#5: Pharmaceutical and consumer goods companies should embrace one of the highest impact, most under leveraged investments in global development—contraception—and deliver on Goal 5 (gender equity). By dramatically expanding access to modern contraceptives, fertility rates decline, child survival increases, women’s education, and labor force performance improves and the demographic dividend is often triggered. It is very important that companies work on both the demand and supply sides of the contraception challenge. It is not enough to produce a variety of quality, affordable contraceptive devices. Generations of women and girls need to be educated to understand their value and use.
#6: The infrastructure and utilities industry should focus on both Goals 6 (water and sanitation) and 9 (innovation) by finding new ways to provide clean water and sanitation where governments have failed. Lessons from history teach that basic public health infrastructure is the foundation for development, especially in societies experiencing rapid urbanization. With a tidal wave of urban growth around the corner in many parts of the world, especially in Africa and South Asia, companies investing in clean cities can make a major contribution to the global goals.
#7: The energy sector should target Goals 7 (energy) and 11 (cities) and invest now in meeting the energy needs of the underserved mega-cities of the future like Delhi, Mumbai, Dhaka, Karachi, Cairo, Lagos, Mexico City, and Kinshasa—each forecast to have populations above 20 million by 2030. Companies with new clean energy technologies that can leapfrog the mistakes of the past and the bad energy behavior of many developed country cities and forge new paths in low and middle-income countries will be among the stars of the new development era.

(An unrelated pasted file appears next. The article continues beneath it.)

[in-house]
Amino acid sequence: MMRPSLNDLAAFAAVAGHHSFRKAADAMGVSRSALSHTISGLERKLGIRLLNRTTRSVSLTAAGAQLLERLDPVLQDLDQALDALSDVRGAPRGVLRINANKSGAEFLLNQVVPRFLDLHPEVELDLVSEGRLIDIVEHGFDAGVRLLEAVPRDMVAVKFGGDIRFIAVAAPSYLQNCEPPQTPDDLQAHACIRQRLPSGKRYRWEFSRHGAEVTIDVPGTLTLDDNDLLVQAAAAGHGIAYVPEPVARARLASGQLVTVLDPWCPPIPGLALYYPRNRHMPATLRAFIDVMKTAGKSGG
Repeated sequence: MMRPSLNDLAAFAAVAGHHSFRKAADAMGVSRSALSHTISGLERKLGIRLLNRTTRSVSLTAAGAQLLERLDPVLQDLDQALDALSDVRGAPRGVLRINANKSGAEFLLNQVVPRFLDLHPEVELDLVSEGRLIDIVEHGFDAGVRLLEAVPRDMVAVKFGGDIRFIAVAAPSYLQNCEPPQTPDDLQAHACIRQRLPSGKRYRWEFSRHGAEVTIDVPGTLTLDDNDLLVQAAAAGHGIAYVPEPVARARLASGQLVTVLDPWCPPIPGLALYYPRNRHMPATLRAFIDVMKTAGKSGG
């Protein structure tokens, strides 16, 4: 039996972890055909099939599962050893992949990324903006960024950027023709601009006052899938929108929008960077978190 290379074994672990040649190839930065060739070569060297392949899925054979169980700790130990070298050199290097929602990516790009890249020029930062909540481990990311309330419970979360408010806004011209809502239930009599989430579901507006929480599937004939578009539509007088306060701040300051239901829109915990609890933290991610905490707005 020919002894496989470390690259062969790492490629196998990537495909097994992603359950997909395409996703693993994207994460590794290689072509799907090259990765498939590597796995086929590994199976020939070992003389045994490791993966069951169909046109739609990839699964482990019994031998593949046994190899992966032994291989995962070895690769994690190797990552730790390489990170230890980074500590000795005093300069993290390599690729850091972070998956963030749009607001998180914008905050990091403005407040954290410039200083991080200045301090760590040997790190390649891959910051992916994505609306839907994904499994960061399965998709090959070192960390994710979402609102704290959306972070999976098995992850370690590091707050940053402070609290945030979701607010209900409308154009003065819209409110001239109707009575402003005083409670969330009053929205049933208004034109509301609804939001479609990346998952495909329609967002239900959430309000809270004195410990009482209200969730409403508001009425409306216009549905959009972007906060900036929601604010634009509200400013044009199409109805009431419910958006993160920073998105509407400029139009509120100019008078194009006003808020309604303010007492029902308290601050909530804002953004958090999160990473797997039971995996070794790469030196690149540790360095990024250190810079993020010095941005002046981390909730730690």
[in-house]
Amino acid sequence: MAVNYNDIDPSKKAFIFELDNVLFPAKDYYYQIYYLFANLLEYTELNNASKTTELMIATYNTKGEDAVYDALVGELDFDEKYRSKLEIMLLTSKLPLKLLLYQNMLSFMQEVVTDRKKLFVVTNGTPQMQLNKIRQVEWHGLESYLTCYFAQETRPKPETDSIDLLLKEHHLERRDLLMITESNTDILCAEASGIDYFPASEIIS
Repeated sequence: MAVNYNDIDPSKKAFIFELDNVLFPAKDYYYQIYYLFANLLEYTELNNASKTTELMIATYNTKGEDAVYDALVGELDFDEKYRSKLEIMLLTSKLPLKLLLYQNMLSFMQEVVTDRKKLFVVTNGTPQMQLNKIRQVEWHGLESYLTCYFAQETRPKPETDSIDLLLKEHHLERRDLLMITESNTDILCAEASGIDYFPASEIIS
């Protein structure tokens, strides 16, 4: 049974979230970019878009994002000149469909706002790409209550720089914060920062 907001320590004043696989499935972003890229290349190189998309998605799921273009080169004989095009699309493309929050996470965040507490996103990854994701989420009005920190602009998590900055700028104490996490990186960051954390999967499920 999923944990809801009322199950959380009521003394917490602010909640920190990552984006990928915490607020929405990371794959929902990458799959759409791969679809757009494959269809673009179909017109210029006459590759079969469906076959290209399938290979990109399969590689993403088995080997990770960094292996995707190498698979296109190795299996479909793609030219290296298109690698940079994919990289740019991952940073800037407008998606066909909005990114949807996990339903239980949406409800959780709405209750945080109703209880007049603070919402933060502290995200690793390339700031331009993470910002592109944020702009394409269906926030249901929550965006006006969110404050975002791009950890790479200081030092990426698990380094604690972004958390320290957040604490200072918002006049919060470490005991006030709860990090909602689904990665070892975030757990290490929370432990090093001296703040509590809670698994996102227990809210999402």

#8: The transport industry should lead on Goals 13, 14, and 15, all of which relate to climate change, by developing alternative forms of energy-efficient transportation. Transportation was neglected in the Millennium Development Goal era but with such an interconnected world and such high and growing demand for mobility both within and between countries, the time is ripe for new transportation solutions that do not threaten the planet.
#9: The telecommunications industry should start moving on Goal 16 (corruption and bribery) by expanding access to mobile phones as tools for exposing corruption and holding authorities accountable. This should not surprise those who have followed the extraordinary rise in the use of phone technology and social media platforms like Facebook and Twitter to expose human rights abuses and corruption and to support social movements that challenge brutal regimes. Of course, these tools can also be used by forces on the other side. The industry should weigh in to keep the balance in favor of democracy, freedom and human rights.
#10: And finally, all industries can make a positive impact on Goal 17 (partnership) by championing shared value as the highest impact engagement model for collective impact, and something all stakeholders need to pay close attention to. Shared value is not just a corporate agenda. It is a high-impact development strategy. There is still a long way to go to educate governments, the UN and the NGO community about shared value. Ideology and mistrust are still barriers to constructive dialogue and action. It is only through demonstrating impact that suspicion will be put to rest. We need bold leaders from all sectors to step forward to strike transformative partnerships and ruthlessly measure impact.
A final thought. Although all countries will benefit from shared value development strategies, some will benefit more than others. These are the populations most off track to reach the global goals—the people of central and west Africa, the people of northern India, Pakistan and Afghanistan, and the conflict-ridden middle east are in desperate need of progress. It is in these regions that shared value investments can contribute the most and the private sector should not shy away from charting an aggressive shared value agenda in these critical populations.